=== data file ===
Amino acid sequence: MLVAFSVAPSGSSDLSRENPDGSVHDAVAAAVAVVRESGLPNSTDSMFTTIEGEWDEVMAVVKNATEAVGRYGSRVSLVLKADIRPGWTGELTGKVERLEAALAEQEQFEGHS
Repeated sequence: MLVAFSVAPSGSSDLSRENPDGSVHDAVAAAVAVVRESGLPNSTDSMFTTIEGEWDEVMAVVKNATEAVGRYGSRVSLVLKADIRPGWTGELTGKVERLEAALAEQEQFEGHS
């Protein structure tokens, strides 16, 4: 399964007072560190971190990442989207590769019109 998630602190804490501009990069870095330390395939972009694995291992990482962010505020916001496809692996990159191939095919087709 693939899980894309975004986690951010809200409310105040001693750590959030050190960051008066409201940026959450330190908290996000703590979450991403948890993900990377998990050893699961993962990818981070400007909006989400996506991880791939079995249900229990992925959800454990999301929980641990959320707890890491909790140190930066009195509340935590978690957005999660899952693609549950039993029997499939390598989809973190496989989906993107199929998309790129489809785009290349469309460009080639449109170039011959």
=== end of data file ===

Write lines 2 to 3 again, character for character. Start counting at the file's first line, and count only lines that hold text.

Repeated sequence: MLVAFSVAPSGSSDLSRENPDGSVHDAVAAAVAVVRESGLPNSTDSMFTTIEGEWDEVMAVVKNATEAVGRYGSRVSLVLKADIRPGWTGELTGKVERLEAALAEQEQFEGHS
């Protein structure tokens, strides 16, 4: 399964007072560190971190990442989207590769019109 998630602190804490501009990069870095330390395939972009694995291992990482962010505020916001496809692996990159191939095919087709 693939899980894309975004986690951010809200409310105040001693750590959030050190960051008066409201940026959450330190908290996000703590979450991403948890993900990377998990050893699961993962990818981070400007909006989400996506991880791939079995249900229990992925959800454990999301929980641990959320707890890491909790140190930066009195509340935590978690957005999660899952693609549950039993029997499939390598989809973190496989989906993107199929998309790129489809785009290349469309460009080639449109170039011959």